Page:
2902.0 - Census Update (Newsletter), Jan 2005  
ARCHIVED ISSUE Released at 11:30 AM (CANBERRA TIME) 21/01/2005   
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Homeless Enumeration

Homelessness is a growing concern within contemporary society. The reality of homelessness has evolved from the traditional stereotype of the derelict old man on a park bench into a diverse range of ages, backgrounds and demographics. Homeless people are part of our community and, as such, need to be included in the census count. The census count of homeless people is important for the formation of policy and allocation of resources.

The ABS has adopted a cultural definition of homelessness which divides homeless people into four categories: the Primary Homeless; the Secondary Homeless, the Tertiary Homeless, and the Marginally Housed.

The Primary Homeless category includes people without a conventional "roof" over their heads, such as homeless people living on the streets, in deserted buildings, in improvised dwellings, under bridges, in parks, etc. The ABS has developed different procedures for counting these people due to factors such as low literacy and the transient nature of the population. In the lead up to the census, ABS staff in each state and territory identify areas where homeless people are likely to be found, and interviewers use a shortened version of the census form to record details from individuals. People who work with homeless people, and even homeless people themselves, are recruited and trained by the ABS to be interviewers.

The Secondary Homeless category includes people staying short term in boarding houses or moving between temporary forms of shelter, such as emergency accommodation, refuges or hostels. This group also includes "Couch Surfers", young people who are staying temporarily with friends and relatives.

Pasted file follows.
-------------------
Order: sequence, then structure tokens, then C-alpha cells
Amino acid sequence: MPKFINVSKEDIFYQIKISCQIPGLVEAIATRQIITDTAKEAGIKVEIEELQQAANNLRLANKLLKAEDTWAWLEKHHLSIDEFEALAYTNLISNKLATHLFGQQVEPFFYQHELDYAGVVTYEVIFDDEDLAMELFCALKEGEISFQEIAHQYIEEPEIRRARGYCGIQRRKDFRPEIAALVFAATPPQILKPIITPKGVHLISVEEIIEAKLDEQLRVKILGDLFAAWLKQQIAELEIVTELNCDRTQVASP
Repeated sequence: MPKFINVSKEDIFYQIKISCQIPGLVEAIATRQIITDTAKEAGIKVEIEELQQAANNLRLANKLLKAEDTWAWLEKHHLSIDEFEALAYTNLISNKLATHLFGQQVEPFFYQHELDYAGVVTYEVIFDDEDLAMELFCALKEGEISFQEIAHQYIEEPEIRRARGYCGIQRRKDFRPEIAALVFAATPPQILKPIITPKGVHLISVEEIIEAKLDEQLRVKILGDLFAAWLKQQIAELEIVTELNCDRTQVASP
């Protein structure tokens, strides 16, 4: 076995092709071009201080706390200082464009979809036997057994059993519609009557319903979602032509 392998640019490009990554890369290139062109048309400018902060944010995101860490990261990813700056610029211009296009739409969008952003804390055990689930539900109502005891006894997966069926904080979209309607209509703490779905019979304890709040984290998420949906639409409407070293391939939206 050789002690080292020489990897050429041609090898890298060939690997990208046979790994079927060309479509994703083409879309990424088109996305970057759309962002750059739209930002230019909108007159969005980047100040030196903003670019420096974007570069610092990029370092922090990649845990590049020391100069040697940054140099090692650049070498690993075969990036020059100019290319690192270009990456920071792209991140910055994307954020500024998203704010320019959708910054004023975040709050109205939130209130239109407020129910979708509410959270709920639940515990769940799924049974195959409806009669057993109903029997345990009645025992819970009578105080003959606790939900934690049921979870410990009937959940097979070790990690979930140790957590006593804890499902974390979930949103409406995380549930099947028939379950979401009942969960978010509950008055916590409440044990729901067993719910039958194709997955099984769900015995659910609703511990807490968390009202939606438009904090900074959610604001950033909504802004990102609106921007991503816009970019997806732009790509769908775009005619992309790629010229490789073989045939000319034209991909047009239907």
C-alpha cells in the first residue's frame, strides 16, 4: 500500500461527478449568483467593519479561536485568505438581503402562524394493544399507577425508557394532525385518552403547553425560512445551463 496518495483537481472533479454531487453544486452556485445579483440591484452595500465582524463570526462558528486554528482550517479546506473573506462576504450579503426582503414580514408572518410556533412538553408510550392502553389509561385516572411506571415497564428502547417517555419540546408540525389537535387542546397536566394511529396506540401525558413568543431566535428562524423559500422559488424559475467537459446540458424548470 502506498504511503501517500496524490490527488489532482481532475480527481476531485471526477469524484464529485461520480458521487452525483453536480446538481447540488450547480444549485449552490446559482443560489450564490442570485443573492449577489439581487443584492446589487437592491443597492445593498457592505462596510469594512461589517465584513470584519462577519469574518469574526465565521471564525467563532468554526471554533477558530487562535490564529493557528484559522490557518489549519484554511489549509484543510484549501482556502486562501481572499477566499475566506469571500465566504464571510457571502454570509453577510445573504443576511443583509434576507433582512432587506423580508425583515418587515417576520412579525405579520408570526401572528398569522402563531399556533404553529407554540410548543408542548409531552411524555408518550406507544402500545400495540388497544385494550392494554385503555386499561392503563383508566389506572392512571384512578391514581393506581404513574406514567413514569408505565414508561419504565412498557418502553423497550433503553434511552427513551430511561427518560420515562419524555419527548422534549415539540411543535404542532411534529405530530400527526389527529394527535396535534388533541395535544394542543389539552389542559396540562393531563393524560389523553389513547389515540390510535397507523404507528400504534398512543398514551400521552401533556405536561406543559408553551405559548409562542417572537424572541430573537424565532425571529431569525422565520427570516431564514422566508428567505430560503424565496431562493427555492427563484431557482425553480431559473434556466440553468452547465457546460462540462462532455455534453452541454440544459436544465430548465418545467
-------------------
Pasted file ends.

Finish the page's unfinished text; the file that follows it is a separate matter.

The Tertiary Homeless category is composed of people who live in boarding houses on a longer term basis. Establishments such as boarding houses and emergency accommodation are identified by ABS staff in each state and territory prior to the census so that homeless people staying there can be included in the count. Homeless people who are not staying in identified accommodation for the homeless, such as "Couch Surfers", also need to be identified as being part of the homeless population. For the 2006 Census, the ABS is trialling and evaluating different instructions and procedures to assist with this identification.

The Marginally Housed category of homelessness includes people in housing situations close to the minimum standard. While the subjective nature of this category means that it is not able to be defined operationally, Chamberlain and MacKenzie have conducted specific analysis to identify marginal residents of caravan parks from 2001 Census data in the Australian Census Analytic Program publication Counting the Homeless, 2001 (cat. no. 2050.0).

A range of organisations dealing with the homeless will be consulted about strategies, procedures and promotional activities to be used for counting the homeless in the 2006 Census. The ABS will also be considering the further development of strategies appropriate for counting the Indigenous homeless population.